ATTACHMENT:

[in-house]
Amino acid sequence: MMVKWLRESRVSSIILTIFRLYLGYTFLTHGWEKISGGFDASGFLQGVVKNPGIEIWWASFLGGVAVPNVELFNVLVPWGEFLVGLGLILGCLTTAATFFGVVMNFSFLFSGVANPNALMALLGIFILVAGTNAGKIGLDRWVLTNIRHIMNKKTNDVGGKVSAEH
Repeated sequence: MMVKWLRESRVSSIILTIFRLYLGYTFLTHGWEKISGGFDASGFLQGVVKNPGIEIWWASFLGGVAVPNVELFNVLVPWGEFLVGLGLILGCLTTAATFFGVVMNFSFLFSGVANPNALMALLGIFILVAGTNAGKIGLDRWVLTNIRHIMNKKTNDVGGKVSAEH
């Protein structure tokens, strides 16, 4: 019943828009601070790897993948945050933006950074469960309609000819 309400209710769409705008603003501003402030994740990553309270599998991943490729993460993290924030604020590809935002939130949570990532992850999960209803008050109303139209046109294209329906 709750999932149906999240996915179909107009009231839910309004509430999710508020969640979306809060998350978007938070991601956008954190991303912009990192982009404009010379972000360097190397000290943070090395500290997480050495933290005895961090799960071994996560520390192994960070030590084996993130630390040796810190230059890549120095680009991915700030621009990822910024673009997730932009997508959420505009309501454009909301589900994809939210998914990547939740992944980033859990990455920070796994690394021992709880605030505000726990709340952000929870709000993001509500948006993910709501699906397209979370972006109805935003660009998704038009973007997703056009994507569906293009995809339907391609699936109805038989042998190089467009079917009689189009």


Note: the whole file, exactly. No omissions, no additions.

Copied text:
[in-house]
Amino acid sequence: MMVKWLRESRVSSIILTIFRLYLGYTFLTHGWEKISGGFDASGFLQGVVKNPGIEIWWASFLGGVAVPNVELFNVLVPWGEFLVGLGLILGCLTTAATFFGVVMNFSFLFSGVANPNALMALLGIFILVAGTNAGKIGLDRWVLTNIRHIMNKKTNDVGGKVSAEH
Repeated sequence: MMVKWLRESRVSSIILTIFRLYLGYTFLTHGWEKISGGFDASGFLQGVVKNPGIEIWWASFLGGVAVPNVELFNVLVPWGEFLVGLGLILGCLTTAATFFGVVMNFSFLFSGVANPNALMALLGIFILVAGTNAGKIGLDRWVLTNIRHIMNKKTNDVGGKVSAEH
């Protein structure tokens, strides 16, 4: 019943828009601070790897993948945050933006950074469960309609000819 309400209710769409705008603003501003402030994740990553309270599998991943490729993460993290924030604020590809935002939130949570990532992850999960209803008050109303139209046109294209329906 709750999932149906999240996915179909107009009231839910309004509430999710508020969640979306809060998350978007938070991601956008954190991303912009990192982009404009010379972000360097190397000290943070090395500290997480050495933290005895961090799960071994996560520390192994960070030590084996993130630390040796810190230059890549120095680009991915700030621009990822910024673009997730932009997508959420505009309501454009909301589900994809939210998914990547939740992944980033859990990455920070796994690394021992709880605030505000726990709340952000929870709000993001509500948006993910709501699906397209979370972006109805935003660009998704038009973007997703056009994507569906293009995809339907391609699936109805038989042998190089467009079917009689189009």